Social media changes our pattern of lives indeed. It allows us to make friends, communicate with others, access to news, read books, shop clothes etc. in different and facilitative ways. It also has brought revolutionary changes in the business area. Cohen’s article introduces the current trends in online marketing. Briefly summarize the article, there are some conspicuous features in online marketing -consumers use different sorts of devices such as Smartphone, tablet, e-reader etc. to access online everywhere anytime. And this leads to prosperity in social commerce and m-commerce as well as alert marketers about significance of 24/7 attentive monitoring in the business field. To keep up with customers’ needs for their satisfaction, and to resolve their complaints, consequently, the important role of social media marketing has soared, and many social media experts emphasize and propose content marketing to attract and engage customers.
The last two characteristics in the trend that I mentioned above–growth in social media marketing and content marketing- grab my interest. To talk about the social media marketing first, many marketers and PR practitioners in the business sector have recognized its influence through their own experience or success/failure cases from other companies around them. Facebook, YouTube, Twitter, LinkedIn, Tumblr etc. are popular tools among the professionals. To assess its effectiveness, the number of ‘likes, thumbs up, tweets/re-tweets, followers’ are summed, but as a matter of fact, some social media experts are skeptic to these assessments; since these numbers can be generated relatively easily with no big customer’s engagement.
Additionally, some professionals just follow what others do without considering of their business traits or goals. Obviously, social media marketing has become mainstream. Yet, when using social media to expand the business, raise brand awareness, or build/maintain good relationships with customers, it needs for communication professionals to precede to fully understand the feature of business industry, of (potential) customer, and business goals and objects. The article ‘Social Media Tools & Tech -15 Tips to Not Lose Your Mind!’ gives useful advices to those who have wrong idea of social media marketing.
I highly agree with the tips such as ‘Get in the head of your audiences’ and ‘Select business goals where social can make a difference’ from Moore’s article, when thinking about misconception of social media. Social media marketing is not a magic wand; McDonald’s started a Twitter campaign with #MeetTheFarmers to promote its image positively, escaping from its pervasive ‘unhealthy’ and ‘junky’ one. Unlike what McDonald’s expected from the campaign, it brought about negative comments, and some sounded quite insulting; “I haven’t been to McDonald’s in years, because I’d rather eat my own diarrhea.” “One time I walked into McDonald’s and I could smell Type 2 diabetes floating in the air and I threw up.” By tweeting what is different from McDonald’s perceived brand persona, it allowed the negative comments to re-identify McDonald’s as a symbol of junk food.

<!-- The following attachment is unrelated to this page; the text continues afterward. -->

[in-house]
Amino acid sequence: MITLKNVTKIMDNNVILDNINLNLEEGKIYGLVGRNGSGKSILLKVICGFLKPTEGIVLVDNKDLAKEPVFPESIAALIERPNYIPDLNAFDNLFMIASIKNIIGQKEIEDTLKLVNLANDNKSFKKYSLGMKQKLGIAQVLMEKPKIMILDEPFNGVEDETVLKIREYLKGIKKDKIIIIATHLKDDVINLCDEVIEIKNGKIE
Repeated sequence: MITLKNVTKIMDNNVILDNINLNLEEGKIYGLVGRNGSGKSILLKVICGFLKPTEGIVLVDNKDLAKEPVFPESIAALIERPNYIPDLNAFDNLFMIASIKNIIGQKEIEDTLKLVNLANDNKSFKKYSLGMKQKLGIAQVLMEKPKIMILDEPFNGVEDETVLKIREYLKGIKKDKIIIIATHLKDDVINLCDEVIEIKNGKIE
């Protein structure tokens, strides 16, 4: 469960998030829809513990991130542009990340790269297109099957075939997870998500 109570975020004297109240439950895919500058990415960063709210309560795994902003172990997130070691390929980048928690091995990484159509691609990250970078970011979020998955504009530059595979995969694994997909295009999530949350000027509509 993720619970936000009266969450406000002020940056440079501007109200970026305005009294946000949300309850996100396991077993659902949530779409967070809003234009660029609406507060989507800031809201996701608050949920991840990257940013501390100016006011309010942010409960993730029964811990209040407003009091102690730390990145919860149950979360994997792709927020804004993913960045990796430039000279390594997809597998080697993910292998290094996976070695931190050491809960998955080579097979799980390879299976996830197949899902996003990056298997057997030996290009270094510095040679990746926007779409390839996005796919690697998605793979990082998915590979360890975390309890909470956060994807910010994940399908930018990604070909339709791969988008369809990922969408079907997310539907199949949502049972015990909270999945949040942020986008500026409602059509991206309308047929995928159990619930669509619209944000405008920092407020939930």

To avoid this type of crisis, ‘lateral thinking’ can be helpful. According to the writer of ‘5 things you need to know before designing your social media strategy’, ‘lateral’ means that conversation that is happening between people. I think ‘lateral thinking’ helps expecting what and how the customers/audience would be likely to react. As two-way communication has become possible through new media, it is important to share the idea, and furthermore make customers engaged to the conversation to develop the relationships. Yes, ‘engagement’ is getting more and more considered in terms of interaction in social media. And I think the emergence of social media allows to build and maintain the relationships more in a democratic way. If company wants customers to be involved in conversation, it has to pay careful attention to their needs and problems. And that is the reason why social media experts should emphasize the worth of content marketing.
Personally, I think that the business field focused highly on customer’s loyalty in the past. Probably, loyal-customer and engaged-customer can be used interchangeably to some extend. However, I believe the term customer’s loyalty is more skewed to company’s interests, while customer engagement more reflects on customer-oriented value. And I suppose that customer’s proactive participation may be able to lead them to be loyal to the brand. As such, content marketing would achieve customer’s engagement to the brand, product or the company, since it rather pays attention to customer’s profitable action than company’s profit by providing the relevant and valuable content, that assist to solve customer’s problem. Some businesses have already performed prominent content marketing. And if you want to see how some companies conduct content marketing successfully, check the following web wites: P&G’s beinggirl.com, 5 lessons from Coca Cola’s new content marketing strategy.